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Friday, November 21, 2008

Five Reasons HP Is OutPerforming The Market

I grabbed this post off of the Blog over at Channel Web

The Channel Wire
November 18, 2008

Five Reasons HP Is OutPerforming The Market

With many technology companies posting disappointing results in the midst of the economic downturn, Hewlett-Packard Tuesday released an upbeat preliminary fourth-quarter forecast.

The world's largest supplier of IT products and services said its expects that revenue for the quarter ended Oct. 31 jumped 19 percent and earnings grew 4 percent. HP shares were up 10 percent or $2.96 to $32.31 in midday trading on the good news.

HP gave no details on specific product segments or geographies but said its revenue for the period ended Oct. 31 reached $33.6 billion, a 19 percent jump over year-earlier sales. For the year, net revenue was up 13 percent to $118.4 billion. The sales figures exclude the impact of HP's recent acquisition of EDS.

Here are five reasons HP is outperforming the market.

1. HP CEO Mark Hurd

He isn't infallible or the new Messiah, but he is pretty darn good. He's made a string of key acquisitions this year, capped off by EDS and LeftHand Networks. But his most important trait is that he's constantly visiting and listening to customers. And he keeps his closest counsel with his biggest customer: the channel. Hurd regularly makes one-on-one visits to solution providers both large and small. He asks questions. He listens. He motivates. No other CEO of a major technology company keeps as close to the channel as Hurd.

2. HP's Diverse Product Portfolio

From the desktop to the data center. From printers to routers. From network management to asset management software. HP products span the technology spectrum. At $118 billion, this is truly a one-stop shop. And now with its $13.9 billion acquisition of services giant EDS, HP has the people power and services muscle to do it all. Take note that even with the biggest and broadest portfolio in the business and a boatload of services people, HP embraces the channel. Bottom line: HP gets that it's a solutions game. And solutions means channel.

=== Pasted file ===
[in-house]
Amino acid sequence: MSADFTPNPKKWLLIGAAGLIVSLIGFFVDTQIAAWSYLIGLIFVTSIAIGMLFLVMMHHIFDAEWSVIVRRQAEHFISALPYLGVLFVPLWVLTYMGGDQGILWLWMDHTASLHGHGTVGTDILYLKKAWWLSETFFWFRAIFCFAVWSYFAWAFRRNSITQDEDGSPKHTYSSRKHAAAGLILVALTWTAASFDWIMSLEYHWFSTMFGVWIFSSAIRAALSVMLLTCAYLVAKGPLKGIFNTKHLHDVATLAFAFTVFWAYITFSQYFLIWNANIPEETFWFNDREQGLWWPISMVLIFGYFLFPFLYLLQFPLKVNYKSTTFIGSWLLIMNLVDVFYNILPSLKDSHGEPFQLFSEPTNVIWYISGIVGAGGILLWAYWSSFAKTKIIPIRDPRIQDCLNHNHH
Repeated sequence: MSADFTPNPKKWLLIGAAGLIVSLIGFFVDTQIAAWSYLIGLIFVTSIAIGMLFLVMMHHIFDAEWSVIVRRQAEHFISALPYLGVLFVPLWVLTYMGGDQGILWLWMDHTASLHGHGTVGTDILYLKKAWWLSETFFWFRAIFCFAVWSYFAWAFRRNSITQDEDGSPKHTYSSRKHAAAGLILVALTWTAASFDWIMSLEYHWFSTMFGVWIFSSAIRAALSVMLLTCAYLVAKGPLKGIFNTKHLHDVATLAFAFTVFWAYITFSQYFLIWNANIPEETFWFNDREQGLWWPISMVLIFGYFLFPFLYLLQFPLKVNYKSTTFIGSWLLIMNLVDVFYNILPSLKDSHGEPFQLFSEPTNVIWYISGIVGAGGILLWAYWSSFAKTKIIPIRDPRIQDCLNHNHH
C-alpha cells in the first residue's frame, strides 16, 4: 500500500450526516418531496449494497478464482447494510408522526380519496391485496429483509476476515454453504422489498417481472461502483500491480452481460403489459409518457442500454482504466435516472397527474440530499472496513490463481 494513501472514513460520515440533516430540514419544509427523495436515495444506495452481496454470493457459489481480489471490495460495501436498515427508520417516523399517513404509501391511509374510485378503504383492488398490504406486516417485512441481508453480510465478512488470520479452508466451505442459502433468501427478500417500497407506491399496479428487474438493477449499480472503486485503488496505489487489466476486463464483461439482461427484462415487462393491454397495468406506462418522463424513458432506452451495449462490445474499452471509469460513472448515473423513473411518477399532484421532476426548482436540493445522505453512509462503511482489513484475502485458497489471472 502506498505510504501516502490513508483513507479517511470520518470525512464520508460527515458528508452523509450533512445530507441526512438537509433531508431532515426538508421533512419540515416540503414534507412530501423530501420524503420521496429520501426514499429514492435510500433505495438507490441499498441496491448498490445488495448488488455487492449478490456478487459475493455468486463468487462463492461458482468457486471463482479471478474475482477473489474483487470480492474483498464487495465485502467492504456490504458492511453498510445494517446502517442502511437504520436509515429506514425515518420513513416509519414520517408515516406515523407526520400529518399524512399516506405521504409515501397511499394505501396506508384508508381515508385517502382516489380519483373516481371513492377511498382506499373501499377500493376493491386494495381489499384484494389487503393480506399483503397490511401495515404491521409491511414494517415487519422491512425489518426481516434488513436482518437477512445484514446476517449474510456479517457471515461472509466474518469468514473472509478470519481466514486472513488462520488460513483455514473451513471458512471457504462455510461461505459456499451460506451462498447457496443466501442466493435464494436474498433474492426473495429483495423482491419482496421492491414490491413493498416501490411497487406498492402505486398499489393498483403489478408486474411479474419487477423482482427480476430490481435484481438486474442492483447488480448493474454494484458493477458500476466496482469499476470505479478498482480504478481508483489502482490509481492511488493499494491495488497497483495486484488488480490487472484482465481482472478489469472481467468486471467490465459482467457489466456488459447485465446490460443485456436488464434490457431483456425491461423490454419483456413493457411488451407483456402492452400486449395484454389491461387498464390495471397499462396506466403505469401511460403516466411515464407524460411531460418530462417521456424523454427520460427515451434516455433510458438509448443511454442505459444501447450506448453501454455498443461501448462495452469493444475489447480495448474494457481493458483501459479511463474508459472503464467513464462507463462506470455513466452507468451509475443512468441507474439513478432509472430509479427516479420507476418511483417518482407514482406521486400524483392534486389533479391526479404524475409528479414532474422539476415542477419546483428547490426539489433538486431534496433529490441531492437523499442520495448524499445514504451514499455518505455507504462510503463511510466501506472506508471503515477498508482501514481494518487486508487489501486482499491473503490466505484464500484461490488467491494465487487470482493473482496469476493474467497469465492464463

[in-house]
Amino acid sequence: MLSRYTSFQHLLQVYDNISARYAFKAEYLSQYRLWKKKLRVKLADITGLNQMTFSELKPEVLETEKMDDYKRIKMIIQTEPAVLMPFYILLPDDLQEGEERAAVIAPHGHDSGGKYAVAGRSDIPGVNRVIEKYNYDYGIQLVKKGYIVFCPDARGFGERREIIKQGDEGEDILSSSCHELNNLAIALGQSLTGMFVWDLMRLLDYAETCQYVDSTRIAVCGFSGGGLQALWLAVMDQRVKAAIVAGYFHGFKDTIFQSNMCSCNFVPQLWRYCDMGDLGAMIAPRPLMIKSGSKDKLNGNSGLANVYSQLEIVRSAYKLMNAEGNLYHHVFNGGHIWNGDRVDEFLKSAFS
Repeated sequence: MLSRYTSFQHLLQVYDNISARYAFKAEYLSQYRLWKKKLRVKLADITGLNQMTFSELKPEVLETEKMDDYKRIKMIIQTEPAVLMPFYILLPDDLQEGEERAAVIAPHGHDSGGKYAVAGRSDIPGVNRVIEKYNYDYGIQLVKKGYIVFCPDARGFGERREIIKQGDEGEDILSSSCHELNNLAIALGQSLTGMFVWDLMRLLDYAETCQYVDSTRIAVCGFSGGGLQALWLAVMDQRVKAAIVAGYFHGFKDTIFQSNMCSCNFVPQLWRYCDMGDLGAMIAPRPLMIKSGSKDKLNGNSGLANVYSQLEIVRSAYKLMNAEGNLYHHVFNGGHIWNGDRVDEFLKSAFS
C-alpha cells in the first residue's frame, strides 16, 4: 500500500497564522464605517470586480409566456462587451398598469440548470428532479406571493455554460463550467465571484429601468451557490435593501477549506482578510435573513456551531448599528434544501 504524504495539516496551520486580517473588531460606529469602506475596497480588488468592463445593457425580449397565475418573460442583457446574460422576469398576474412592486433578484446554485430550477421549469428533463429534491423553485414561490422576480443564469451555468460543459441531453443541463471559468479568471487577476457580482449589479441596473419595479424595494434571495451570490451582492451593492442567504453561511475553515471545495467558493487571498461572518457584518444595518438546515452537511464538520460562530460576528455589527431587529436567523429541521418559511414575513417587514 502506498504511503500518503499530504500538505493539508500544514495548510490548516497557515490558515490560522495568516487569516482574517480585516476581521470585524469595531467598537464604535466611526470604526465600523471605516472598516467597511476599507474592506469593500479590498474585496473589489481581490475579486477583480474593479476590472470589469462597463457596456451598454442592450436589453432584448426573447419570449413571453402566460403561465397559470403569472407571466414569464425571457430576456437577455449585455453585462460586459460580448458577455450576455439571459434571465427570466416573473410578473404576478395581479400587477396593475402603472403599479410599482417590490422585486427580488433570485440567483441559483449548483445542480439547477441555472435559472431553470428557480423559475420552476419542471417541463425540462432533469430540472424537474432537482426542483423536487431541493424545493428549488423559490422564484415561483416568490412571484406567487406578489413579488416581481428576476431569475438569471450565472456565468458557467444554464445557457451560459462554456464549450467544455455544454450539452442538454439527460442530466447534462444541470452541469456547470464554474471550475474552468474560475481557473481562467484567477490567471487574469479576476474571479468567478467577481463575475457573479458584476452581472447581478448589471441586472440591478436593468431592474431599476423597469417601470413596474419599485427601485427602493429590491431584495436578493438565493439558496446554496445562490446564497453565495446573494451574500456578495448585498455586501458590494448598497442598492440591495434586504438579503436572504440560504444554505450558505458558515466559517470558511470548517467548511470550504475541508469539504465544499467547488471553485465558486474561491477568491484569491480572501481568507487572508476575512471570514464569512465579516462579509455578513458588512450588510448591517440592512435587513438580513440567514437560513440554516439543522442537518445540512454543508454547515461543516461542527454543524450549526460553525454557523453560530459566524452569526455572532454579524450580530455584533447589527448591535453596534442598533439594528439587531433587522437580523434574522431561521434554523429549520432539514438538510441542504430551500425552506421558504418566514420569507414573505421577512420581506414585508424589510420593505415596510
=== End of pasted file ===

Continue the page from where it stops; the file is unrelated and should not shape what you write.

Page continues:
3. Committed Channel

HP has worked hard over the past several years to hone its channel strategy to focus on a mutually profitable relationship with solution providers. It hasn't always succeeded or delivered on its promises, but it's shown a willingness to fix things on the fly rather than letting channel problems fester. it is the biggest and yet it is the most channel-cognizant. One big reason is that Hurd views the channel as an extended sales force. He understands sales and he wants his partners out there in the front lines winning over new customers.

4. Maniacal Focus On Profitable Growth

No other company right now has a sharper focus on profitable growth than HP. Hurd is closing out his fourth year at the company and his drive and determination to do things more efficiently and profitably in everything HP does has resulted in a new and more inventive HP. That "profitable growth" mantra has everyone at HP working toward a common goal. It's a, 'Hit your number or hit the road,' proposition. That is a good thing, especially as we come into what looks like the worst economic downturn since the Great Depression. Look for HP to buck the trend and beat the bad news blues.

5. Full Speed Ahead With R & D

Based on his long list of acquisitions, some observers might think Hurd's R&D budget consists in snapping up smaller, innovative companies. Not so. HP has remained on top of the technology heap in part because of its willingness to invest in product innovation. The company's multibillion-dollar R&D effort and the company's cultural legacy of building better products is a huge differentiator. HP products are more often than not better engineered, designed and performing than the competitive product sets. Take Blades. "Blade everything" isn't just a marketing slogan at HP; it's a technology commitment.

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Points 1 and 3 resonate- Hurd and the Channel, great combo...

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